BratislavaWith fewer than half a million people, the"little big city" of Bratislava ranks among Europe's most relaxed capitals since everything is in close vicinity or a short walk away. Vienna (80km) and Budapest (200km) — also reachable by boat through the river Danube. Slovakia's capital boasts an old-town charm, sophisticated restaurants, traditional pubs, good music ranging from jazz to opera, and an urban design that allows you to enjoy your visit without exhausting yourself. All this with Central Europe's greatest river as a backdrop.
The CityThe Capital of the Slovak Republic, Bratislava, also referred to as the Beauty on the Danube, can not only filled with interesting history but is also the centre of the most dynamically developing region of central Europe at present. Bratislava is situated in the south-west of Slovakia and stretches on both banks of the Danube and in the foothills of the Little Carpathian Mountains. Slovakia's borders with Hungary, to the south, and Austria, to the west, make it the only capital city to border two neighbouring countries. In addition, the Czech Republic is only 62 kilometres away. The Austrian capital Vienna is only 80 kilometres away by road, making them among the world's closest capital cities. Thanks to this favourable position it has always been a commercial centre. Today the historic places are witness to the rapid development of the young Slovak Republic. In spite of its exciting history, Bratislava is one of the youngest capitals in the world and its population is also very young. The modern metropolis is open to Europe and to the world as proved by the increasing number of foreign visitors from many diverse countries. Palaces, modern shopping, works of art by Slovak chefs and brewers, friendly people and various international cultural or sport events, exhibitions, and business opportunities are the reasons why it is worth of visit.
Do & See
Bratislava is not just the political but also the cultural and sporting capital of Slovakia. Owing to its historically multi-ethnic character, the city's cultural scene is a product of various influences: German, Slovak, Hungarian, and Jewish, among others. Bratislava boasts numerous theatres, museums, galleries, concert halls, cinemas, film clubs, and foreign cultural institutions. It also has the country's biggest football and ice hockey teams, a purpose-built white-water rafting centre on the Danube, and numerous walking and cycling trails in or near the city. High-quality spa and relaxation facilities are increasingly popular throughout Slovakia and easily accessible. Bratislava has numerous coffee shops and restaurants, offering international as well as Slovak cuisine, including lively bars and clubs.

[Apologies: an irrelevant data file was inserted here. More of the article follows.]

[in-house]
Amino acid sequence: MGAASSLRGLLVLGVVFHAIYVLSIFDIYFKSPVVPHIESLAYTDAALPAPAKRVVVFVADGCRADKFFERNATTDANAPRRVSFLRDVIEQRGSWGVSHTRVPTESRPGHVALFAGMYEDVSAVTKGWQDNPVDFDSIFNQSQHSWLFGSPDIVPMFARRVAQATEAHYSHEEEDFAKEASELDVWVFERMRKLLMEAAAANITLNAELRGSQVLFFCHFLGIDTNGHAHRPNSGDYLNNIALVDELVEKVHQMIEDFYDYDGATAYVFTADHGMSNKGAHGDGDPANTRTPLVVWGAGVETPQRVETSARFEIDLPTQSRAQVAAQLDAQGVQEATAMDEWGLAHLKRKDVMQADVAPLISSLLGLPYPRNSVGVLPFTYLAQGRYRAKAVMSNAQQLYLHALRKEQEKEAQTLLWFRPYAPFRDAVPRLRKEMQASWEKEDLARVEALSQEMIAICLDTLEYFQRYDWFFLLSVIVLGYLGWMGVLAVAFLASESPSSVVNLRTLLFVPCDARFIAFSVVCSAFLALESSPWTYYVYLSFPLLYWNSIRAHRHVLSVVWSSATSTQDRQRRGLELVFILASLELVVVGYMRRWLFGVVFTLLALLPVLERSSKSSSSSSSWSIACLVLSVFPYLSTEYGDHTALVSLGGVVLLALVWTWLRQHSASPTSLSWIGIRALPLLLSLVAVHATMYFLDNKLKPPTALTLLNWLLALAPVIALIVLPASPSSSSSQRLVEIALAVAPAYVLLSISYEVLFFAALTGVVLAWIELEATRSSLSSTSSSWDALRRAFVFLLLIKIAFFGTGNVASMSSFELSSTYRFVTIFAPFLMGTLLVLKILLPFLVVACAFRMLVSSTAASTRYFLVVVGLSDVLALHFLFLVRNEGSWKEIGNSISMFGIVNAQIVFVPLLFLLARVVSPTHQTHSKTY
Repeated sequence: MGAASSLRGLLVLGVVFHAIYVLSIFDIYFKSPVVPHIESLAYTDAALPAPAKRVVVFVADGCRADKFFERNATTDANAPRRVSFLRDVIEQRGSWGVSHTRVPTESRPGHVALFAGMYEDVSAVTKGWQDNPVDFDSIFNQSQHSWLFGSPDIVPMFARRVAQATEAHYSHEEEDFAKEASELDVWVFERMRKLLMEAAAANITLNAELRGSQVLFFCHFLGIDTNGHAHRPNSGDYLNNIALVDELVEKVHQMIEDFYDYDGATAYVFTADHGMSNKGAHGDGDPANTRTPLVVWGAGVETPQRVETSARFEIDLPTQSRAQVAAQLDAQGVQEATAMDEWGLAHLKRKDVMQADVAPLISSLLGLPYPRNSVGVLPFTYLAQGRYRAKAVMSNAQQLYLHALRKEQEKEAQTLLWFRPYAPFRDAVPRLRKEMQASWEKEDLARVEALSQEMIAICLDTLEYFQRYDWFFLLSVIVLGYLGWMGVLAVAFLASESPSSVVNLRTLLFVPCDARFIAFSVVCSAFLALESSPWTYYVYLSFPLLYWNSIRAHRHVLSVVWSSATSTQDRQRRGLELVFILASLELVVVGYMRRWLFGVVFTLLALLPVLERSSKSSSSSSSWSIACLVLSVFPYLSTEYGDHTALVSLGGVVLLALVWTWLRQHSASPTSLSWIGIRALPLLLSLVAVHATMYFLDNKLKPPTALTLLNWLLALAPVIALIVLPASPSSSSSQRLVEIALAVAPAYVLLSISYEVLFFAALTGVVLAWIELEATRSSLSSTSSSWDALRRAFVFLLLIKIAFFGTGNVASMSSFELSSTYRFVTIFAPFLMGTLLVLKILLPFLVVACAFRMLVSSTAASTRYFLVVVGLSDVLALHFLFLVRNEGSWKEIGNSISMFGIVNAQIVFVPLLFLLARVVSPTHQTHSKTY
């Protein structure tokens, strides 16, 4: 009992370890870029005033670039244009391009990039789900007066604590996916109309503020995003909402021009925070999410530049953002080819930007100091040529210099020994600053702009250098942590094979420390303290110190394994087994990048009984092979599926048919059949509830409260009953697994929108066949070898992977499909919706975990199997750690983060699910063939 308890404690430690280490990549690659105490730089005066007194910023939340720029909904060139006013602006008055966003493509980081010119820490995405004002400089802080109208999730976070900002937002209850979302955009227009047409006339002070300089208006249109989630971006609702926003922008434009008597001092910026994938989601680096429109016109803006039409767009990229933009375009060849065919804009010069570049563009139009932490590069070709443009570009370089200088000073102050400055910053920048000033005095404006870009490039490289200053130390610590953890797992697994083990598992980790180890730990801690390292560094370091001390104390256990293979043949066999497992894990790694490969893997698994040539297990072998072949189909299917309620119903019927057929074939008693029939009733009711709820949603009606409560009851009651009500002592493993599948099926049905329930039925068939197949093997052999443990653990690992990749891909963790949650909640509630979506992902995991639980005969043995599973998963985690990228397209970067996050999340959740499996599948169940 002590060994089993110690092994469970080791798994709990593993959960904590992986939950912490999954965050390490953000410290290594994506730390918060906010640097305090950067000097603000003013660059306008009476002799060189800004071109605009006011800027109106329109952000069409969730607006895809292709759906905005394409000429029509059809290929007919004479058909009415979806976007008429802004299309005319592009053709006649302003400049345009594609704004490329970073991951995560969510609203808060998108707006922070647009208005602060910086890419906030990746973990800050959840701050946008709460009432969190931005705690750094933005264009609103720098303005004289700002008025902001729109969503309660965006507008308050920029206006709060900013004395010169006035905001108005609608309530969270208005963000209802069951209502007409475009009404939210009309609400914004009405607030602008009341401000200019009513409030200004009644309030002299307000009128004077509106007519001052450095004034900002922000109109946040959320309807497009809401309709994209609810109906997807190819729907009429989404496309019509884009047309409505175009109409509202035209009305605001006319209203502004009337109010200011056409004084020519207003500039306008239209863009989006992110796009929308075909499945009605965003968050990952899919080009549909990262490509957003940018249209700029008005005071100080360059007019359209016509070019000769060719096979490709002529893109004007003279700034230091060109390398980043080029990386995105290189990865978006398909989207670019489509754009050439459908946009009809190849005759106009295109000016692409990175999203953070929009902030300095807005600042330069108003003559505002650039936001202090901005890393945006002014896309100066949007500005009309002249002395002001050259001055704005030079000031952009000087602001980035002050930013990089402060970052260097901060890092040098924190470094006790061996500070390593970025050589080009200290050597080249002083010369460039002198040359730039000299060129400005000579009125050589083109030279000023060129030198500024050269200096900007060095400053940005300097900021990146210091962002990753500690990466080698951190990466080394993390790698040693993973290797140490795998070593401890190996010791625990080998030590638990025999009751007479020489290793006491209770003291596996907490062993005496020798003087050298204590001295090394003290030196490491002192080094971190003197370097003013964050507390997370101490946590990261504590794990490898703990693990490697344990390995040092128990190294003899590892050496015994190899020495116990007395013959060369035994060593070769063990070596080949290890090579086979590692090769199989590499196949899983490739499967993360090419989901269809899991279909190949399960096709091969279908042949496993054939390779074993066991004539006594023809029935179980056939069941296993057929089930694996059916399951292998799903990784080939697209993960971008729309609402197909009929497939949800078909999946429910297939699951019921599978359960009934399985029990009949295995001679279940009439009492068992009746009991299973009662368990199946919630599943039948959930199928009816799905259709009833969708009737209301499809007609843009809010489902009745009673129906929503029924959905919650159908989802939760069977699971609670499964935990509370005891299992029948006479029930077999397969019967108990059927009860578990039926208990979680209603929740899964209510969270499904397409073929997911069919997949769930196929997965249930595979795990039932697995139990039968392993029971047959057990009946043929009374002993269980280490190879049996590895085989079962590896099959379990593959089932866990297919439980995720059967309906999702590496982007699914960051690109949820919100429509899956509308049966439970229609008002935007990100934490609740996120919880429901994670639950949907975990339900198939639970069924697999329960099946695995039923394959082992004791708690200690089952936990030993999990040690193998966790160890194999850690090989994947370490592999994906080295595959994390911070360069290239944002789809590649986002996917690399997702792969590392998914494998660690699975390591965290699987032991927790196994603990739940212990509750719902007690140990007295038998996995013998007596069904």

Local specialities include Halusky — small dumplings topped with cheese and bacon. Hungarian influences have added the much-needed spice to traditional Slovak cuisine. As far as international cuisine goes, there is plenty to choose from, as Bratislava builds a reputation as an eastern European capital of gastronomy.
Despite being a relatively small city, Bratislava is rich with cafes: from grand coffee houses to trendy student hang-outs. The best cafes are in the centre of town, especially around the Main Square. In the summer, many have outdoor tables, perfect for relaxing after exploring the Old Town.
Bars & Nightlife
Bratislava has a growing number of good bars and is building a reputation as a nightlife capital. Top Slovak beers that are definitely worth a few rounds include Zlaty Bazant and Kelt. In recent years, Bratislava’s club scene has completely reinvented itself. In came DJs and funky cocktails, out went the go-go dancers and burly doormen. Listings detailing what’s going on can be found throughout town.
Bratislava offers a wide variety of shopping possibilities. Ranging from small boutiques, designer outlets, open-air fresh produce markets to big and modern shopping malls which are open 7 days a week. Small open-air markets can be found on Polna near the Medical Garden and Sancova, Mlynarovicova on Petrzalka. The liveliest market is the one on Mileticova Street, which sells lots of well-made but affordable clothing. There are numerous shopping malls throughout Bratislava, including Aupark on the right side of the Danube next to Sad Janka Kráľa Park. Polus City Center is on Vajnorska, 10 minutes away from the city centre, and the newest Eurovea is situated in the city centre, right next to the river bank.